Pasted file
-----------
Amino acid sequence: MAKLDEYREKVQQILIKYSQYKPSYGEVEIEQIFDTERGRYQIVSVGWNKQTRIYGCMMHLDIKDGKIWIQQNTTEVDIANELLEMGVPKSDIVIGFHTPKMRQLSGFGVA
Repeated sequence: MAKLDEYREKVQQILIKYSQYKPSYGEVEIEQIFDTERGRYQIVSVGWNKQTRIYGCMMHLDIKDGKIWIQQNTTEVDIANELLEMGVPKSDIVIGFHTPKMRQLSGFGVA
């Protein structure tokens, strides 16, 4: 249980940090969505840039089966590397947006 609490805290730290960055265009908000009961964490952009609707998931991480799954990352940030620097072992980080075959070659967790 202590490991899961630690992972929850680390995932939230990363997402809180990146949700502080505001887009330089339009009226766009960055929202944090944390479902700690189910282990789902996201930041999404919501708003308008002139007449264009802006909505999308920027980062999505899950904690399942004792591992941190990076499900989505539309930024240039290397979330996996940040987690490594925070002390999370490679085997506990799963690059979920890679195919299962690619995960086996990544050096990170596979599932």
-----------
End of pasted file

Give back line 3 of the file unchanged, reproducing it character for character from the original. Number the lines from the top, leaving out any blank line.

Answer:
């Protein structure tokens, strides 16, 4: 249980940090969505840039089966590397947006 609490805290730290960055265009908000009961964490952009609707998931991480799954990352940030620097072992980080075959070659967790 202590490991899961630690992972929850680390995932939230990363997402809180990146949700502080505001887009330089339009009226766009960055929202944090944390479902700690189910282990789902996201930041999404919501708003308008002139007449264009802006909505999308920027980062999505899950904690399942004792591992941190990076499900989505539309930024240039290397979330996996940040987690490594925070002390999370490679085997506990799963690059979920890679195919299962690619995960086996990544050096990170596979599932």